Blueberries, mulched with sawdust

      I took the truck up the Black Creek Road last week and dug up some lowbush blueberries - easy peasy, as the road machine had been and they were hanging out over the road, with almost no soil underneath them. I had started a bed for them, and when I got back with the plants I Googled and found what they need - basically, manure and sawdust to increase acidity, so that was easy to provide. I think it must be acidic there already, as I have put them near the ones that have been in our garden for years. After I got them planted, I mulched with more sawdust and watered well. I'm not expecting a lot of fruit this year, but I know they are a late and sweet variety because they performed well on the road last year. Apparently I am to let them fruit one year and cut them back the next - or maybe every three years. The pros do every two. The ones we have haven't ever been cut back, of course.

     In knitting news, I have started a spiral scarf using black Kroy and a long-repeat multicolour - Elann's Sock it to Me dankai. It's short-row wedges between black borders which really set off the colour changes well.  I had gotten a bit obsessed with the pattern after seeing it on Ravelry, and went to Owl's Hollow looking for a long-repeat colour. All they had was the Noro cotton-and nylon in a couple of truly ugly colours, so I bought the Kroy and came home, and ordered some Chroma from Knit Picks. And then I was looking for something else in my stash page on Ravelry, and saw the two skeins of dankai I'd bought some time ago, and I was off! TGFR!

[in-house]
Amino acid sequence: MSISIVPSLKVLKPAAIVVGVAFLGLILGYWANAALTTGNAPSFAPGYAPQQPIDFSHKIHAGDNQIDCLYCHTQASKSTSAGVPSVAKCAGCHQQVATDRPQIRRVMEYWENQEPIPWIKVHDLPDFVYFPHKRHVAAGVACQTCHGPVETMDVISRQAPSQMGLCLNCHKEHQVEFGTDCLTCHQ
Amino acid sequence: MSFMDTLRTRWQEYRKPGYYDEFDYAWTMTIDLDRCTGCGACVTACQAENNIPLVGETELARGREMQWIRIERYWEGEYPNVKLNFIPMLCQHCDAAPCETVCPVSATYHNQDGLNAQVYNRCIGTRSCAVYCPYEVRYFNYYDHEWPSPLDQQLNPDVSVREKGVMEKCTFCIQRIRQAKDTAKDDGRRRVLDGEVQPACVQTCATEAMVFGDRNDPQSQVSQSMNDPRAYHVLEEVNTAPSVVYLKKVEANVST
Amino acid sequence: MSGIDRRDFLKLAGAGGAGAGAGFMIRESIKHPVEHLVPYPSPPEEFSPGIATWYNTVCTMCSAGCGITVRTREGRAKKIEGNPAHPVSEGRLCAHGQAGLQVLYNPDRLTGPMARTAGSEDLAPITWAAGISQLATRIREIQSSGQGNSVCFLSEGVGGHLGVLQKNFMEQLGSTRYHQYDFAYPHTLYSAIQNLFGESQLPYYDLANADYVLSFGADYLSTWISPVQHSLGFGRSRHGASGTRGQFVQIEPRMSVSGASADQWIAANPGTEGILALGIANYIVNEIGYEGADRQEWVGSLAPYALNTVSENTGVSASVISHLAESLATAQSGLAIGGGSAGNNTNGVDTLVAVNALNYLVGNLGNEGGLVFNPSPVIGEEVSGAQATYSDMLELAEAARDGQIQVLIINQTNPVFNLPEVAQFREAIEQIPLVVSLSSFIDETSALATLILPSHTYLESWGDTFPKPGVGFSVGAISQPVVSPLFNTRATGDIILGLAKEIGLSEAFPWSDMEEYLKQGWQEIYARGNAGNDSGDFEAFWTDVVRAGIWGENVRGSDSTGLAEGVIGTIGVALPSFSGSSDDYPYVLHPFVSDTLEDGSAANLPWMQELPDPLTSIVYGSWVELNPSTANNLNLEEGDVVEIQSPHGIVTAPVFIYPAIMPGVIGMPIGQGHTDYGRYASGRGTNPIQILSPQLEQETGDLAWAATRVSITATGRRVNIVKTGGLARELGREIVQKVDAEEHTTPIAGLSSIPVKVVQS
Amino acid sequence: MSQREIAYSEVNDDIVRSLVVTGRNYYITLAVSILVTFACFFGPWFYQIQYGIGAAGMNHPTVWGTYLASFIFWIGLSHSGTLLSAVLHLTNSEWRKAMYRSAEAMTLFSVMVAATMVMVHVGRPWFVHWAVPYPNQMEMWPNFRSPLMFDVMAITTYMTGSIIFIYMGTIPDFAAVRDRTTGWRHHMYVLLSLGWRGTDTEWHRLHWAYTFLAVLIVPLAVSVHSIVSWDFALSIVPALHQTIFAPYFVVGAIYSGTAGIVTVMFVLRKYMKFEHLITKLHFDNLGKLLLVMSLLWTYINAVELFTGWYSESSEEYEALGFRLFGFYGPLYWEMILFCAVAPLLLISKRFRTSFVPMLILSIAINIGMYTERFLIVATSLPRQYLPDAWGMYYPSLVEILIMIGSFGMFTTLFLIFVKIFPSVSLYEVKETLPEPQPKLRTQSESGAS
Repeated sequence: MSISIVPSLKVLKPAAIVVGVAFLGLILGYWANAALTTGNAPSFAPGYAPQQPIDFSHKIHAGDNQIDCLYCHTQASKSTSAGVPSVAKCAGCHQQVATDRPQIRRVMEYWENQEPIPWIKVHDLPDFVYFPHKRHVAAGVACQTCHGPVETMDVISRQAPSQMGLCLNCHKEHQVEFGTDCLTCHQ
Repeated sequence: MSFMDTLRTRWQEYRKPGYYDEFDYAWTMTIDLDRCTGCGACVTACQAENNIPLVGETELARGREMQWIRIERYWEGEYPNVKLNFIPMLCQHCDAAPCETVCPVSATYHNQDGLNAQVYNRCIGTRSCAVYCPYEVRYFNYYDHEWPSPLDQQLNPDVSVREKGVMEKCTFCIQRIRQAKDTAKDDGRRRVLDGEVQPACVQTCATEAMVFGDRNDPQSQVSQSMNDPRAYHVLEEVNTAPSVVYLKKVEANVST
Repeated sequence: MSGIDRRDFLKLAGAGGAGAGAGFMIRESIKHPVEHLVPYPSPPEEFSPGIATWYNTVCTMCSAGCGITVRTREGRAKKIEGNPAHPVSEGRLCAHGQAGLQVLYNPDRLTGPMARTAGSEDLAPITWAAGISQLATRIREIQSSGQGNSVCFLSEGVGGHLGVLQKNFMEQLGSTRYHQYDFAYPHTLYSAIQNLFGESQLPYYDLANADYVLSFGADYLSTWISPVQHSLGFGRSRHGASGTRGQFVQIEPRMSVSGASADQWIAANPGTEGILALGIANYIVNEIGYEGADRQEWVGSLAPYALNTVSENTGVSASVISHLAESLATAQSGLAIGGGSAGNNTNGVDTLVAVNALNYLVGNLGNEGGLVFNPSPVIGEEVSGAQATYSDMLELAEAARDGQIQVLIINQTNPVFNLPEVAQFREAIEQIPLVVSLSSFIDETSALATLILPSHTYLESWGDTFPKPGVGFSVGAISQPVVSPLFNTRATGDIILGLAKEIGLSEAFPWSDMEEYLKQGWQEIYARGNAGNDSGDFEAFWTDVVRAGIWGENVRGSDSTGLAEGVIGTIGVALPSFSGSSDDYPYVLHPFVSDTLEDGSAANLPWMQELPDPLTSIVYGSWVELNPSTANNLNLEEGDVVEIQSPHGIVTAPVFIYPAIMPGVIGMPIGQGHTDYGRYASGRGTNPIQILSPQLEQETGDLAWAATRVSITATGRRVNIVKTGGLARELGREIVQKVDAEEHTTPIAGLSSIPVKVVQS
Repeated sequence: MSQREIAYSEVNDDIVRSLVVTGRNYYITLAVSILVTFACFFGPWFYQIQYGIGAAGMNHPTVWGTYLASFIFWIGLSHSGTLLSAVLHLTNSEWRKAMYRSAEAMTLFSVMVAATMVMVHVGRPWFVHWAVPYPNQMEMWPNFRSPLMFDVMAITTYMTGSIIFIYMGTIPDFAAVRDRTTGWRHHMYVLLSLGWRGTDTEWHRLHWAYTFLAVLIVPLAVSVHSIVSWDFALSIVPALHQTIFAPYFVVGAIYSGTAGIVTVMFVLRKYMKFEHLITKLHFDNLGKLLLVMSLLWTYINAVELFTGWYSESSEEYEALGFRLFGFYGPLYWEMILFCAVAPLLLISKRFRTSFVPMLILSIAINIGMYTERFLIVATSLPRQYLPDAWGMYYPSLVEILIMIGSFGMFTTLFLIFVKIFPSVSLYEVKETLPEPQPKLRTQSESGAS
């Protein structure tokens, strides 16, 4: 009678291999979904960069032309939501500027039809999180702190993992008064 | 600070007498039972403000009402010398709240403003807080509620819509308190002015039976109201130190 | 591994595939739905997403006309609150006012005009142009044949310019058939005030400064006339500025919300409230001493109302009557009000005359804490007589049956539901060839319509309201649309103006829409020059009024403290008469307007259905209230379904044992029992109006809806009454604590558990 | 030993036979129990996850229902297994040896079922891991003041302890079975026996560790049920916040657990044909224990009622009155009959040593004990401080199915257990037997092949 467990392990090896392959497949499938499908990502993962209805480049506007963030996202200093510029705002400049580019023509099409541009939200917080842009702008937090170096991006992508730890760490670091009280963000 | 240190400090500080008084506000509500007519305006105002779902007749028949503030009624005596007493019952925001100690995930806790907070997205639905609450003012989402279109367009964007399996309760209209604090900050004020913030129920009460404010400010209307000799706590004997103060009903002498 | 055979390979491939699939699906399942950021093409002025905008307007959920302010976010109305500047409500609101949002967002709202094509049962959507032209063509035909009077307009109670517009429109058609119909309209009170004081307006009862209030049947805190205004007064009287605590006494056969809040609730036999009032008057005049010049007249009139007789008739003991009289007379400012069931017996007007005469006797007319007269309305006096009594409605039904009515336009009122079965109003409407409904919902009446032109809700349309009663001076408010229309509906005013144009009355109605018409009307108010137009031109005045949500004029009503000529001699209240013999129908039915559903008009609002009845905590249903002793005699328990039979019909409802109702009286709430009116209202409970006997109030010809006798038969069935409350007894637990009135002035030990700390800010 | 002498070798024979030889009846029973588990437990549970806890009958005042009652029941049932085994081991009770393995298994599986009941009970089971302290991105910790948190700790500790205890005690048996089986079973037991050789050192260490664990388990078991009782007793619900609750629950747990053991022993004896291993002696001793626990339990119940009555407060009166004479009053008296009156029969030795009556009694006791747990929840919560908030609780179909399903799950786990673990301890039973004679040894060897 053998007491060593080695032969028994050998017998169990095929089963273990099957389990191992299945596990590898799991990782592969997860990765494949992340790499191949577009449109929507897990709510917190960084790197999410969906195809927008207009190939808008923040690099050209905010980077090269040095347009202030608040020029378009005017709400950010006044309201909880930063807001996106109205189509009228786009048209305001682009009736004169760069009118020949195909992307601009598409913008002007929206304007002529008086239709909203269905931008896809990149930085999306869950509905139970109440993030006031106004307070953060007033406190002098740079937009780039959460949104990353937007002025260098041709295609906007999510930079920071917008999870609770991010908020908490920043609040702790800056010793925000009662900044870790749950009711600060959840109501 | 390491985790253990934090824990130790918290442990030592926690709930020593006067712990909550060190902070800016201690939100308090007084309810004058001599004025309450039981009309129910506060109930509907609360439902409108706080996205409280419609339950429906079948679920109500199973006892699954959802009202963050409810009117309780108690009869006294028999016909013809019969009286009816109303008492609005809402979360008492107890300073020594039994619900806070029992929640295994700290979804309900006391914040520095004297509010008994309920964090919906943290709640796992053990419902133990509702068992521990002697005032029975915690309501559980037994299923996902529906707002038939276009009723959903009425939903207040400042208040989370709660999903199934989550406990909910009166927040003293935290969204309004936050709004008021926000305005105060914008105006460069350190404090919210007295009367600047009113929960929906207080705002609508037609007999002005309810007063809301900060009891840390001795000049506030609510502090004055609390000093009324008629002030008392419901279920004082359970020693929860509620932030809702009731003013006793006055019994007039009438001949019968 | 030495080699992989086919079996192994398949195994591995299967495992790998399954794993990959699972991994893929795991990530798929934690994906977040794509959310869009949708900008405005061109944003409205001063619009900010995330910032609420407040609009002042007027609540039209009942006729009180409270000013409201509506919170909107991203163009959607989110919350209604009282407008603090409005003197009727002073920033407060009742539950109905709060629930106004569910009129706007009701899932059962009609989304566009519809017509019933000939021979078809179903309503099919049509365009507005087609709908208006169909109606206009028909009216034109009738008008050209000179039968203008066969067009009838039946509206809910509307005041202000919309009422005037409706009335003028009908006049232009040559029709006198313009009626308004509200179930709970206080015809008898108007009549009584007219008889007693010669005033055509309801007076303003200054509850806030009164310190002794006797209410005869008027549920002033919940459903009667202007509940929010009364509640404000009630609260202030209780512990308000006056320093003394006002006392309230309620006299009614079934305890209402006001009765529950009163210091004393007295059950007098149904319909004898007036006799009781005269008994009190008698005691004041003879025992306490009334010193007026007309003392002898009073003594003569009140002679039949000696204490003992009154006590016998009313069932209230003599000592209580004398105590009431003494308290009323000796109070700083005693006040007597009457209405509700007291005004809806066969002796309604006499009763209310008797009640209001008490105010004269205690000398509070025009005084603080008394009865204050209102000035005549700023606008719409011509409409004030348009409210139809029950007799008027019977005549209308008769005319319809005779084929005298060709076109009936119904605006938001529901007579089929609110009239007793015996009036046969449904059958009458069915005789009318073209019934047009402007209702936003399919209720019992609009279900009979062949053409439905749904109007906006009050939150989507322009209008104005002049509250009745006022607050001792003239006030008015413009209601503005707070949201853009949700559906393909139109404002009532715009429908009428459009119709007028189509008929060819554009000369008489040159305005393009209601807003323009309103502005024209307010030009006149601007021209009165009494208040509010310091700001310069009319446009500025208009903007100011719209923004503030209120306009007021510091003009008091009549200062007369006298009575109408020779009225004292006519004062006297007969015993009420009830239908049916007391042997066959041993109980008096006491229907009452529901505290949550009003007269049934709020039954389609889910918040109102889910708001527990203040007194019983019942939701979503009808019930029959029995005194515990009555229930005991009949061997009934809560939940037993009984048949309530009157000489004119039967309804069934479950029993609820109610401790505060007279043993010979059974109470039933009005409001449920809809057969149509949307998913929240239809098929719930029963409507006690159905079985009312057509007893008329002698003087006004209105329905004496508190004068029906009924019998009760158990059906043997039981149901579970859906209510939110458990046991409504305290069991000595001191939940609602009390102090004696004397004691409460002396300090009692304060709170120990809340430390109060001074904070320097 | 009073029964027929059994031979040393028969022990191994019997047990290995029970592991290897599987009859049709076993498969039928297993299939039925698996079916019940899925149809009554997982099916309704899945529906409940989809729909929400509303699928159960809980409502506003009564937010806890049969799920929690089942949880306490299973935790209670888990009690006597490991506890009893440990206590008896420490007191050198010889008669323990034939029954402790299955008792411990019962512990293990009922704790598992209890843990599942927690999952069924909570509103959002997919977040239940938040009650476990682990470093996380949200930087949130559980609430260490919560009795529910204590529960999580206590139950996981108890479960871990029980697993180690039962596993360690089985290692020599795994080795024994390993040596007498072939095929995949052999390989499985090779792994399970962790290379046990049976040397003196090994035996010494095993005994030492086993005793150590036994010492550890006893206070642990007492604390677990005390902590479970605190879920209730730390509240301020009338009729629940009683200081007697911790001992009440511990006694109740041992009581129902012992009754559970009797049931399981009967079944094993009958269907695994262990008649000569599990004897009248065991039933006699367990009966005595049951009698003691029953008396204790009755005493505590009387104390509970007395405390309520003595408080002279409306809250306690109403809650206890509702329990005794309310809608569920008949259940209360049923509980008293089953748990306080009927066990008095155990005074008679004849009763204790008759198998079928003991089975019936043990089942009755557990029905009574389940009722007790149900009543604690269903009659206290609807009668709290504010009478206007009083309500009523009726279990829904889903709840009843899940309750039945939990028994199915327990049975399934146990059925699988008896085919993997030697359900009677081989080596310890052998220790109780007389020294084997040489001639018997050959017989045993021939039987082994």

I have completed the linen closet (but for the doors), and today I dry-fitted the cradle for the bathtub. I have to wait for Fred to come home to help me lift the tub on to the cradle, and then probably take it all apart to nail it into place, and then together. The tub needs a bit of sawing to make the holes for the water attachments and I'll have to cut the cradle as well, just not sure where yet.This will have to come after the dry-fitting. And then it's the plumber again to fit the drains and attach the water supply, and we will have a bathtub again after - seven years?
     I painted the walls around the tub space, as I thought it would be easier without the tub in place. Of course I still haven't decided on a colour for the walls, but at least the gyproc is primed.